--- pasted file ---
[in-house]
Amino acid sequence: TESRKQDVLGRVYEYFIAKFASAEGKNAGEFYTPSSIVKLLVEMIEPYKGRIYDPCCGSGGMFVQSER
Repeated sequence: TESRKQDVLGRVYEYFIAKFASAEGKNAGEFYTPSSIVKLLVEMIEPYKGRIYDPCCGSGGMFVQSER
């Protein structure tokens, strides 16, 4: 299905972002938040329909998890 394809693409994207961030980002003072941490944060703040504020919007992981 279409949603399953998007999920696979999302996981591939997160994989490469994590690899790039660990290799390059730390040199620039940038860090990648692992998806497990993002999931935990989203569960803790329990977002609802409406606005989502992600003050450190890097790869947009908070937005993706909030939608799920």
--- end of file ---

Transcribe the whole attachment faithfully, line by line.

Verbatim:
[in-house]
Amino acid sequence: TESRKQDVLGRVYEYFIAKFASAEGKNAGEFYTPSSIVKLLVEMIEPYKGRIYDPCCGSGGMFVQSER
Repeated sequence: TESRKQDVLGRVYEYFIAKFASAEGKNAGEFYTPSSIVKLLVEMIEPYKGRIYDPCCGSGGMFVQSER
């Protein structure tokens, strides 16, 4: 299905972002938040329909998890 394809693409994207961030980002003072941490944060703040504020919007992981 279409949603399953998007999920696979999302996981591939997160994989490469994590690899790039660990290799390059730390040199620039940038860090990648692992998806497990993002999931935990989203569960803790329990977002609802409406606005989502992600003050450190890097790869947009908070937005993706909030939608799920």